Community policing is not a new idea. Law enforcement has long recognized the need for cooperation with community it serves. It has been an element of police philosophy. In fact, community policing dates back more the 150 years to Sir Robert Peel, the founder of the London police force. Following WWII the police began to favor a more professional, less community-focused method of policing. As the crime rate rose to unprecedented levels, police agencies grew larger, their operations more sophisticated, and the police and public grew apart. Almost every police force is trying to achieve the relationship again with the community that is why they are attempting to get to know the community and are doing community policing.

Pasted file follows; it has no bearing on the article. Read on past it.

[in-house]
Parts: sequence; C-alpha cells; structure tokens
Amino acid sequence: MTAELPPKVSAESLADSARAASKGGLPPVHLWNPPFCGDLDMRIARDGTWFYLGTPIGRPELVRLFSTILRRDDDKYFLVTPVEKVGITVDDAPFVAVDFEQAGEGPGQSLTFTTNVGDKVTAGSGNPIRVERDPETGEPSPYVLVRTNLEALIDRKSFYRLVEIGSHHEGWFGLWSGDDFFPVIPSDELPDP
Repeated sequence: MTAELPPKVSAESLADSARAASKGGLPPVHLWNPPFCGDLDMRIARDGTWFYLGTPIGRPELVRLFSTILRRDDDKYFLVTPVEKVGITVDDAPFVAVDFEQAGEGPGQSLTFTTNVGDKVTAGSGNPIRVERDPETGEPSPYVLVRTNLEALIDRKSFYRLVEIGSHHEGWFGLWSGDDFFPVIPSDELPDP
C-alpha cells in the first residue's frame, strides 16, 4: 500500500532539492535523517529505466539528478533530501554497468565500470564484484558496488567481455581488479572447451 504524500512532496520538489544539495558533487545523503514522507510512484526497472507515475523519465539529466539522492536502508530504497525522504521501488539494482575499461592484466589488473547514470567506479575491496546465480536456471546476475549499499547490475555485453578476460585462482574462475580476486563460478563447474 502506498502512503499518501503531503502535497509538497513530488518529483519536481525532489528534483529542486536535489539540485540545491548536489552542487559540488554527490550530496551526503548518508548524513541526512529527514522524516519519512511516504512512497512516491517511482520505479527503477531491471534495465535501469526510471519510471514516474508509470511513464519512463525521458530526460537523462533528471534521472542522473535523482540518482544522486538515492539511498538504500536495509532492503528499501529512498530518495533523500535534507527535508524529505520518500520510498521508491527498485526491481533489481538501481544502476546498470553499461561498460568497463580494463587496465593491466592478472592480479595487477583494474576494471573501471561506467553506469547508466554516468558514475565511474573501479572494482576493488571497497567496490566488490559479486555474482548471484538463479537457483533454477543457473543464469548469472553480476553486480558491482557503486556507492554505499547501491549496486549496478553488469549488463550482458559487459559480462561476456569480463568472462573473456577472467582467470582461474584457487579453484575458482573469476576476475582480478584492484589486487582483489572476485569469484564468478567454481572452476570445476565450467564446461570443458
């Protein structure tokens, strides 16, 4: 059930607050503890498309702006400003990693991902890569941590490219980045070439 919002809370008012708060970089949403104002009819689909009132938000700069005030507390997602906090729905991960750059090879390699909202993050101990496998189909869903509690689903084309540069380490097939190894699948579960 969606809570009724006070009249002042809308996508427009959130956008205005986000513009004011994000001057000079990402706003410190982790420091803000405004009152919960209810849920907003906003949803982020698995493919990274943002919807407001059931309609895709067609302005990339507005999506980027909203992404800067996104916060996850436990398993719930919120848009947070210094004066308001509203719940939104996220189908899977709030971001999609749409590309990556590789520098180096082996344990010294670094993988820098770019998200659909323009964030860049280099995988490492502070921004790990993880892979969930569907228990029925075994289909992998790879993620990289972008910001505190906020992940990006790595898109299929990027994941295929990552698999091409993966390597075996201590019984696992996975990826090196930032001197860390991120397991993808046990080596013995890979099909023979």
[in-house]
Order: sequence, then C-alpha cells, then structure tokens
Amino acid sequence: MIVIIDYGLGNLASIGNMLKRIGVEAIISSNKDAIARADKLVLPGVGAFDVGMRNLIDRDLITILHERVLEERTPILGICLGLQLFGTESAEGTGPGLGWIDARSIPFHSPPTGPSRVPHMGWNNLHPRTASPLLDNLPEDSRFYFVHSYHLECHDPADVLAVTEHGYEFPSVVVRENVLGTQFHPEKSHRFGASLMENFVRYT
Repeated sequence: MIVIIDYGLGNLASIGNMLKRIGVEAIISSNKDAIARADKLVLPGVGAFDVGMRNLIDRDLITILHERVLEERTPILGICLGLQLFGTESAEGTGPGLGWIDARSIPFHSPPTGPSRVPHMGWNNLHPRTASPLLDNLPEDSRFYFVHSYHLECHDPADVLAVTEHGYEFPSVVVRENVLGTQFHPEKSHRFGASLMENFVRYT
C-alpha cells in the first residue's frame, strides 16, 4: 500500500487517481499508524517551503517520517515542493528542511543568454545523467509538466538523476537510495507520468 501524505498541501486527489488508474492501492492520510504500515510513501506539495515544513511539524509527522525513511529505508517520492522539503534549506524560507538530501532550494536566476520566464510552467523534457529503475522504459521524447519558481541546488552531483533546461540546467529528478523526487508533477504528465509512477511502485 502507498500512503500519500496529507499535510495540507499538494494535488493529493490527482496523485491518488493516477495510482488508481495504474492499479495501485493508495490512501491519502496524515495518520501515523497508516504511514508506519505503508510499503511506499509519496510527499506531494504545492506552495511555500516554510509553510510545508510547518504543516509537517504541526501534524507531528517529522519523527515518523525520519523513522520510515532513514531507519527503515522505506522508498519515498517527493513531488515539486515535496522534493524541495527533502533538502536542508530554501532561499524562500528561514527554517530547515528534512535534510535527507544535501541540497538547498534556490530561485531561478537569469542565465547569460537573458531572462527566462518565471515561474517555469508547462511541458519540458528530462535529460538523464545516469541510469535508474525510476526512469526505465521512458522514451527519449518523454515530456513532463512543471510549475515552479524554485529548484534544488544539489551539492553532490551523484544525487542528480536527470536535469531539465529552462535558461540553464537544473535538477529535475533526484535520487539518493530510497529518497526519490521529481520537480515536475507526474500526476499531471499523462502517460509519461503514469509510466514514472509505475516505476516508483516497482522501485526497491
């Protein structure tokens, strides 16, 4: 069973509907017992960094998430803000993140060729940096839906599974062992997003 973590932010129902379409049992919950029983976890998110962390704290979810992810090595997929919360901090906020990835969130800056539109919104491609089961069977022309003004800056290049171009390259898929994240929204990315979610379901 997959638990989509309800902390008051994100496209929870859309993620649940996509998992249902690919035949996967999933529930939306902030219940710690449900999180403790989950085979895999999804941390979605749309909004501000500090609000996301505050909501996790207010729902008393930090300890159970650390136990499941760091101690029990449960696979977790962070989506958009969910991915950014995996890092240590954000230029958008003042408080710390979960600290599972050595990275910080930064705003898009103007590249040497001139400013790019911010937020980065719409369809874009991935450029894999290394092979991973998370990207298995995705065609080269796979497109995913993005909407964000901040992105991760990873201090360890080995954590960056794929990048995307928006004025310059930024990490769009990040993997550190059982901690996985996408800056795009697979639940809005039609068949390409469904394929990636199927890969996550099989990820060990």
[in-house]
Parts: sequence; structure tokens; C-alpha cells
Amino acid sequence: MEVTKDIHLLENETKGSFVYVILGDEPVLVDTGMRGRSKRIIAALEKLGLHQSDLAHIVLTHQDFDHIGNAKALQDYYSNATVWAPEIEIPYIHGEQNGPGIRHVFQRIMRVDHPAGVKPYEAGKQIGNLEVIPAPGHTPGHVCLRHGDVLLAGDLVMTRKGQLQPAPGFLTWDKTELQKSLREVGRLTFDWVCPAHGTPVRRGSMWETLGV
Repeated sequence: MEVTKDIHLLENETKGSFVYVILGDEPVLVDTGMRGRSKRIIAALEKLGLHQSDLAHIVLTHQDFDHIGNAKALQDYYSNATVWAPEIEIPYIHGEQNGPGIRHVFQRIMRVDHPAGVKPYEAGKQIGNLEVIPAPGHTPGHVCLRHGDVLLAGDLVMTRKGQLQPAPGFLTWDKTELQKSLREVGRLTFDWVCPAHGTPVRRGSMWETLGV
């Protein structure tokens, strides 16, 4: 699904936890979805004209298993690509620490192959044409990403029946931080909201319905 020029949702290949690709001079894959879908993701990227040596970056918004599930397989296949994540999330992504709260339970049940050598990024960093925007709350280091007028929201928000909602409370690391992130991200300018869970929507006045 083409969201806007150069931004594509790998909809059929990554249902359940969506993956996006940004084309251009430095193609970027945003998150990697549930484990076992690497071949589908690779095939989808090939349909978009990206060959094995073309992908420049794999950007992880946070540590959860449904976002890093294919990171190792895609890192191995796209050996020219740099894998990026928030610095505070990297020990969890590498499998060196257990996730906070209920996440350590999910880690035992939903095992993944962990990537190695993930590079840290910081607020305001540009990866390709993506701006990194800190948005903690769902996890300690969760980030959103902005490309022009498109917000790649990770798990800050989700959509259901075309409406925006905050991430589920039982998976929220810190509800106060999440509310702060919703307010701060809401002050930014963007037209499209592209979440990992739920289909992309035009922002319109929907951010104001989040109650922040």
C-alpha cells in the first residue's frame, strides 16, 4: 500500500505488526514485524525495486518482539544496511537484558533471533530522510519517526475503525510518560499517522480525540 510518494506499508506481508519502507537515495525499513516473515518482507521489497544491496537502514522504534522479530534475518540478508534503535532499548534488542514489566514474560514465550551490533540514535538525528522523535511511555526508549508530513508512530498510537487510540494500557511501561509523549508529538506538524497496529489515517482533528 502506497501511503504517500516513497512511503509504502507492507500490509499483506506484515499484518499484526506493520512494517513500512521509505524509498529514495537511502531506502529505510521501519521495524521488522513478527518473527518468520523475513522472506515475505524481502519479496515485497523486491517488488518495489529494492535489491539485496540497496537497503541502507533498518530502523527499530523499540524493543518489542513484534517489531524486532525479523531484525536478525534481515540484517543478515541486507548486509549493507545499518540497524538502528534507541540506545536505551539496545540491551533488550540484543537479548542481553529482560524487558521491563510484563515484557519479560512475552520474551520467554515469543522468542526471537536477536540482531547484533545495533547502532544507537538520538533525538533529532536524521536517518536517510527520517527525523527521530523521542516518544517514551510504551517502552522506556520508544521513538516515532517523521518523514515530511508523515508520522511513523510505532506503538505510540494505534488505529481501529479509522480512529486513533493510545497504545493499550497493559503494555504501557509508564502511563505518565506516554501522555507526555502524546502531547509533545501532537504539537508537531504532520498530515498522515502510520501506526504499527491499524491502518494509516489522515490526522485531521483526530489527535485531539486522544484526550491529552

Some say that community policing is just a fad and that it is just a throwback to the days of the foot patrol officer. However, today's Community Policing Officers are a bit of the old, but with a new dimension. Sometimes we travel on foot and at times some of us use a vehicle. But the difference today is that we listen to what people tell us, and we try to act on their concerns. Community Policing is a joint effort by all and it must be if we are to deter crime and make places safer for everyone (Mc Glothian-Taylor). Community policing brings new opportunities for success. Less crime, better living conditions and improved social harmony have been achieved through a community approach. If the police are truly interested in controlling crime, there is little question of the proper course to pursue. Community policing holds the key to more effective policing of our countries not so safe streets (Mastrofski).